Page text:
For the Martin Luther King Day three-day weekend, my boyfriend and I decided to go to Grand Canyon National Park. I had only been once before at the beginning of my freshman year, and it completely took my breath away. So when we went again I was filled with excitement at seeing the beautiful natural wonder of the world for the second time. We left at approximately 8:30 a.m. on Jan. 18 and stopped in Williams for lunch.
We ate at a beautiful, old-west themed restaurant called Pine Country. While the service wasn’t the fastest, the food was great. I suggested we walk around Williams for a bit since it was such a charming little town. All around the downtown area where Pine Country was located were monuments to the old Route 66, on which Williams used to be a major stop. There was also a little tribute to the town’s railroad history, including a zipline over the old train depot, and some locomotives for display. Unfortunately, we did not take the zipline as it was closed.
Continuing the drive, we finally reached Tusayan and went into the park. Finding parking did not take as long as it did my previous trip, and we found a good spot right by Yavapai Geological Museum. The museum has a very educational look at the geology and history of the canyon. It includes multiple samples of various types of rocks found in the different layers of the canyon and had a large viewing area that showed a breathtaking view of the Grand Canyon.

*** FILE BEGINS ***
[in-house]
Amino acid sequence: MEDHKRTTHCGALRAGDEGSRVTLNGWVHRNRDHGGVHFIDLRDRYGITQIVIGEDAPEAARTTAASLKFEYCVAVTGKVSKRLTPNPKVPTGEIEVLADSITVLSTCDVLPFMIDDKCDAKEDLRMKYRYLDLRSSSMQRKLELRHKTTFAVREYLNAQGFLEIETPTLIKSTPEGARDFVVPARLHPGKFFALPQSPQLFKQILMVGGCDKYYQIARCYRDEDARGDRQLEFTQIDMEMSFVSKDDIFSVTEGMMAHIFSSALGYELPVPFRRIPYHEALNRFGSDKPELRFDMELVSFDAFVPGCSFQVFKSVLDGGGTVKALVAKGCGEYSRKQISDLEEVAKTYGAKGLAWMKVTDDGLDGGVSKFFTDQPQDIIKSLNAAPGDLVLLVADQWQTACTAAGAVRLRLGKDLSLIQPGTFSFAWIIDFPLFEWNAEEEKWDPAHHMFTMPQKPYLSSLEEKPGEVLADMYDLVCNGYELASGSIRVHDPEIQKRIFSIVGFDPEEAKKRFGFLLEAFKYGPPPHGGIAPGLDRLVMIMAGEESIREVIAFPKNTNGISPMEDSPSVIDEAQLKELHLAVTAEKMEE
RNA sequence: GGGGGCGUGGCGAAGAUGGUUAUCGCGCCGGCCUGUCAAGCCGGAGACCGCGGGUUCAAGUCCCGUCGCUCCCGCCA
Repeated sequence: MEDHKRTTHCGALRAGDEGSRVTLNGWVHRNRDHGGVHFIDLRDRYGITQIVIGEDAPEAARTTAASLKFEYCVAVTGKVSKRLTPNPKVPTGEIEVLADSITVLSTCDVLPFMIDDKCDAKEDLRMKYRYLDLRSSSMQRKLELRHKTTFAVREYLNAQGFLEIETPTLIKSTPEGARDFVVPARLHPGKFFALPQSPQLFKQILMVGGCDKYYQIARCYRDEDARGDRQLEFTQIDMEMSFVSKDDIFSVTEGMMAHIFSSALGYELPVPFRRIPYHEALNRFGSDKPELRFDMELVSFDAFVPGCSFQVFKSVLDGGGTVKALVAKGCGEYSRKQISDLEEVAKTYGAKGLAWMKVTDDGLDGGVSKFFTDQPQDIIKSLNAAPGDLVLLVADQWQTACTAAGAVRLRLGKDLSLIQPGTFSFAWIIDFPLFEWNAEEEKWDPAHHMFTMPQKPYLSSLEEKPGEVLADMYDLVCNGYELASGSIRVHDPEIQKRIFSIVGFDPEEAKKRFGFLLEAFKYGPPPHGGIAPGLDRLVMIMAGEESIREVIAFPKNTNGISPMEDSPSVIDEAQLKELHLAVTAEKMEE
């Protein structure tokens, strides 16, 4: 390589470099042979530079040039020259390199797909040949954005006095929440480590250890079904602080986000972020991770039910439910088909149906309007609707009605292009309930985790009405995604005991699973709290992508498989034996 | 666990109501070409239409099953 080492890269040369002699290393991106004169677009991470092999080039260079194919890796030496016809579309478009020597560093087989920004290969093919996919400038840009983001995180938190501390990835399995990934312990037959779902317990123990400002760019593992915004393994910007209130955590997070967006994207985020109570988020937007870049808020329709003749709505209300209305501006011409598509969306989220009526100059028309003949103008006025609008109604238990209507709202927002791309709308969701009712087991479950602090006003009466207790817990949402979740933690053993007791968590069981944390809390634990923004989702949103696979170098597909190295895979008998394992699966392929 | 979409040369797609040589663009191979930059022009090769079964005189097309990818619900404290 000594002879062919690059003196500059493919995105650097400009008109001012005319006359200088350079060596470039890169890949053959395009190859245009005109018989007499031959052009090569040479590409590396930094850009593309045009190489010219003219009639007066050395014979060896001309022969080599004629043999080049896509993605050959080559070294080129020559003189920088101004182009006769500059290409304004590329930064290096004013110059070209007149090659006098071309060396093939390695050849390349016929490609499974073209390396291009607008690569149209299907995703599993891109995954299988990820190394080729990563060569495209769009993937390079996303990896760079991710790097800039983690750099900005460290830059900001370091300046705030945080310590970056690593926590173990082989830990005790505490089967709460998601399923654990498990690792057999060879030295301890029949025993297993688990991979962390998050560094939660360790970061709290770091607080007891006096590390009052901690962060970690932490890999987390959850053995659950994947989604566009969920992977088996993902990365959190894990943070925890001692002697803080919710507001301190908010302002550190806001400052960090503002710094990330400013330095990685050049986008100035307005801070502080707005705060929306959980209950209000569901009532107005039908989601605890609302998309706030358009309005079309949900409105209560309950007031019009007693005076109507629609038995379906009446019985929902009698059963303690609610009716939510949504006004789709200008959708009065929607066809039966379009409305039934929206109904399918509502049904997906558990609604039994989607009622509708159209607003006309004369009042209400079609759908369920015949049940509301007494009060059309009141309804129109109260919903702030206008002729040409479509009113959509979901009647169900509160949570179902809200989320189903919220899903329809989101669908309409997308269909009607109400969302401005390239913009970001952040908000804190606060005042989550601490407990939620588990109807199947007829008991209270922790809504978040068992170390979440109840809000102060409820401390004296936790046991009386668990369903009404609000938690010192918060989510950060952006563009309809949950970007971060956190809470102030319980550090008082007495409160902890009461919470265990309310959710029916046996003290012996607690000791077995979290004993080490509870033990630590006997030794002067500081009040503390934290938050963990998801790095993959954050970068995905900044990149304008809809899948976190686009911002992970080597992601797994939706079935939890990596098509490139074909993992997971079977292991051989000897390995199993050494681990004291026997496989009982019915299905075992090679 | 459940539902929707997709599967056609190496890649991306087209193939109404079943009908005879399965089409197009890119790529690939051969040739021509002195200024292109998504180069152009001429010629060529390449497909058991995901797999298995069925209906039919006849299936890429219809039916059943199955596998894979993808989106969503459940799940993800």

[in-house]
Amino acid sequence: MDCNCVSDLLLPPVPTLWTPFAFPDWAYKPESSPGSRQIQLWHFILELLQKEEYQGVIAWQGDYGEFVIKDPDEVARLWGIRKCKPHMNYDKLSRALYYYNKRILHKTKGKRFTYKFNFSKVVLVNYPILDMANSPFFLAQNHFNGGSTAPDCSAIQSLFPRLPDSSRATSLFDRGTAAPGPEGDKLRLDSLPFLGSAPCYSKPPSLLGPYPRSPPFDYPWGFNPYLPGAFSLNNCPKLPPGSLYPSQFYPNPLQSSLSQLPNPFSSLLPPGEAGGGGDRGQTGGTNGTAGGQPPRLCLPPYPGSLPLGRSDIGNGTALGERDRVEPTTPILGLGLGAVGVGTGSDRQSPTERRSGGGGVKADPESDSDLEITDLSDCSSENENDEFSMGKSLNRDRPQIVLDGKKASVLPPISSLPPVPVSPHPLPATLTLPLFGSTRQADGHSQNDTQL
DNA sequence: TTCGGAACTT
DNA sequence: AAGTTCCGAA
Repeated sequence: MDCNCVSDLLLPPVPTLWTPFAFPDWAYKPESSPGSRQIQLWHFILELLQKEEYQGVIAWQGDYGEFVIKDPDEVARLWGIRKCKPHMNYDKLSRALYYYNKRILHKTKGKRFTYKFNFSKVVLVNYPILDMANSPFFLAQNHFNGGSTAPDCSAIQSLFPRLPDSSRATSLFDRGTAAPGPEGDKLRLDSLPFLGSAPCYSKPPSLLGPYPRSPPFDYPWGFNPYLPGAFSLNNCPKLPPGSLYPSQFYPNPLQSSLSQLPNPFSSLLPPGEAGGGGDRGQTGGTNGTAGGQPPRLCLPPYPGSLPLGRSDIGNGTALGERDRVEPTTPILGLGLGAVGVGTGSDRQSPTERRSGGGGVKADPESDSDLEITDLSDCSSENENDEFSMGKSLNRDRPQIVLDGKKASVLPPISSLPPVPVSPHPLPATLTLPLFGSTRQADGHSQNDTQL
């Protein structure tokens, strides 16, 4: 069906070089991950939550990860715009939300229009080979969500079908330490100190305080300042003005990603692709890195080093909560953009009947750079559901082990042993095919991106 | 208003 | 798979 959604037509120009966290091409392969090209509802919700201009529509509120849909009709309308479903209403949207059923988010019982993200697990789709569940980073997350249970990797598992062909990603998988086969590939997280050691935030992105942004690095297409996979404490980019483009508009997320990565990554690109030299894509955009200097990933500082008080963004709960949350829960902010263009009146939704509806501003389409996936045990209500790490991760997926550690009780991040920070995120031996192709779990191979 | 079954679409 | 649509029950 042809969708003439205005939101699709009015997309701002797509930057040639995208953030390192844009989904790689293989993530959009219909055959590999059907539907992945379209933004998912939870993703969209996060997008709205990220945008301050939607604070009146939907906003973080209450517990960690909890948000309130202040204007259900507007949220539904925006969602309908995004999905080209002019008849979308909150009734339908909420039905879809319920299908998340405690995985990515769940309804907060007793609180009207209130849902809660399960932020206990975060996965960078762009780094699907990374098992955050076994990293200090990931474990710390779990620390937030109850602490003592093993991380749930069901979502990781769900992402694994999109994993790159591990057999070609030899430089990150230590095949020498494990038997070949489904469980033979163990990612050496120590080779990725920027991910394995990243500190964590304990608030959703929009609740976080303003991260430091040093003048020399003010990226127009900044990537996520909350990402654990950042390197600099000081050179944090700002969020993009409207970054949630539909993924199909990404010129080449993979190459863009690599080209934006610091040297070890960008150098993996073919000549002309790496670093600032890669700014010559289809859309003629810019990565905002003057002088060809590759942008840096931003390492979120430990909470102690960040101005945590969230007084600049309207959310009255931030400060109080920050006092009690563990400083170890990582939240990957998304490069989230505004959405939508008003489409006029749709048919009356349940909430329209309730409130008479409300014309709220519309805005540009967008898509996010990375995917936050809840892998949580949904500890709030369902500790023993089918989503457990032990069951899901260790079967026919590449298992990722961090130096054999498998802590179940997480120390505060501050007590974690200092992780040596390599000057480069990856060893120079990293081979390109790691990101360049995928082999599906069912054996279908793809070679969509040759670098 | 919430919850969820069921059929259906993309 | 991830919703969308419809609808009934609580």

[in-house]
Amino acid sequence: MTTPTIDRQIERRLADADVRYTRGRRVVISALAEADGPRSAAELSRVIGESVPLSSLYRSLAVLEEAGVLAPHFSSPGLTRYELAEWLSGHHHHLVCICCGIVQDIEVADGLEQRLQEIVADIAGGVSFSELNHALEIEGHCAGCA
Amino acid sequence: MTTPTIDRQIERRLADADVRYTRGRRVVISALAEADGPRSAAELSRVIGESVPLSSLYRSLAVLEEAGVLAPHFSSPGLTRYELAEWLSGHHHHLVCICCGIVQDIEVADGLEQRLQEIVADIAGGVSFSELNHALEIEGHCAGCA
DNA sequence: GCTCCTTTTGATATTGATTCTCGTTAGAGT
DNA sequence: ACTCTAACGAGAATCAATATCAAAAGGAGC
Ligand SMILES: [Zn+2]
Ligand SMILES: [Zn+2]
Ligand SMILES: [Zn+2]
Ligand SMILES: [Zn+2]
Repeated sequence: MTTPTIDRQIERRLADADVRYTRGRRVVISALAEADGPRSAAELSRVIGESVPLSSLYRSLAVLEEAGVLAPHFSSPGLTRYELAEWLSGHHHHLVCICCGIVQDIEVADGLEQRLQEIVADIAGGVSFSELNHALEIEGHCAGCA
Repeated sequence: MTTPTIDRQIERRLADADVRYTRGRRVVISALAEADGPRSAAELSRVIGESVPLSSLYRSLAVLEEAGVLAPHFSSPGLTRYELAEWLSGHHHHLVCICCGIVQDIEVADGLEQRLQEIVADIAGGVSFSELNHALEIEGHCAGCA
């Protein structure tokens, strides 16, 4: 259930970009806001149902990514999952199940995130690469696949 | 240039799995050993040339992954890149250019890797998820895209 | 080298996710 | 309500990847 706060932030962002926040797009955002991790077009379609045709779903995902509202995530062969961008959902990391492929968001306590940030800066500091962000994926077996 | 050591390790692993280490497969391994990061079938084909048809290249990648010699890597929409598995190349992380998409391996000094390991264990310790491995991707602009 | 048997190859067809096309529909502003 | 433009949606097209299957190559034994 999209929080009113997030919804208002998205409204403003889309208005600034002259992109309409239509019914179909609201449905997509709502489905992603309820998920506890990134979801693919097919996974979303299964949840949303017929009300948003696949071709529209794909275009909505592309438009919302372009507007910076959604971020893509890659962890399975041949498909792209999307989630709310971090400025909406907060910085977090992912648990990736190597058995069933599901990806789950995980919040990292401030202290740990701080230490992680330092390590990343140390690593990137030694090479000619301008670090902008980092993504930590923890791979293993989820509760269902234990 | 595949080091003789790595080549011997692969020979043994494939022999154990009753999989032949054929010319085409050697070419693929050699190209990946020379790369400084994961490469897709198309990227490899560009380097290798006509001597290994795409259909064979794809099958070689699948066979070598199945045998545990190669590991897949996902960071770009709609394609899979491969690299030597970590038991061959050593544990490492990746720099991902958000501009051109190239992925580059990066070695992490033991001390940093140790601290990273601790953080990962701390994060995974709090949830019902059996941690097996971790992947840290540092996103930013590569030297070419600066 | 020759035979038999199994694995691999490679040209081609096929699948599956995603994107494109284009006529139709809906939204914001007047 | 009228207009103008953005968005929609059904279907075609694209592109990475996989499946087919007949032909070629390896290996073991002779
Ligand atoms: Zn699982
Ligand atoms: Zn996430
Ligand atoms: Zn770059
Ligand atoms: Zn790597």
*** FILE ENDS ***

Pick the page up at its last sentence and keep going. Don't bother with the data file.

After visiting the museum we continued along the Rim Trail. At various intervals, we stepped away from the paved trail to climb down. There was a lot of snow and ice, especially in the shade, so we were very careful. In one instance, my boyfriend made a trail by pushing snow away on a narrow ledge and stepping across to get to another portion of climbable rock. I found another way down, but coming back up I wanted to go the same way he did. His gait is much longer than mine and subsequently so were the stepping places he made. Halfway through his path, I couldn’t reach my foot out enough to get a stable grip on the rock. I was facing the rock wall and my supporting foot was rapidly feeling less and less supporting. The primal, deeply rooted fear of turning my back on a large drop crept up on me, and it took all my willpower to not panic. Finally, I calmed down enough to inch forward and create another path.
We found more and more places to climb down, sometimes going from rock formation to rock formation down 40 feet or more. People hiking up the trail further saw us climbing down, but none of them joined in the fun. As the sun started setting, we decided to head back up after exploring far down the canyon. It took a while to get back up and by then our hands were completely numb from grabbing the cold rock and moving away snow and ice. In all our excitement for the day, we had forgotten to bring gloves.
Although this trip was before all the major stressors of the semester, it was still a very relaxing and worthwhile excursion. The Grand Canyon continues to be one of my favorite places to be. It’s definitely worth driving three hours to see a big hole in the ground.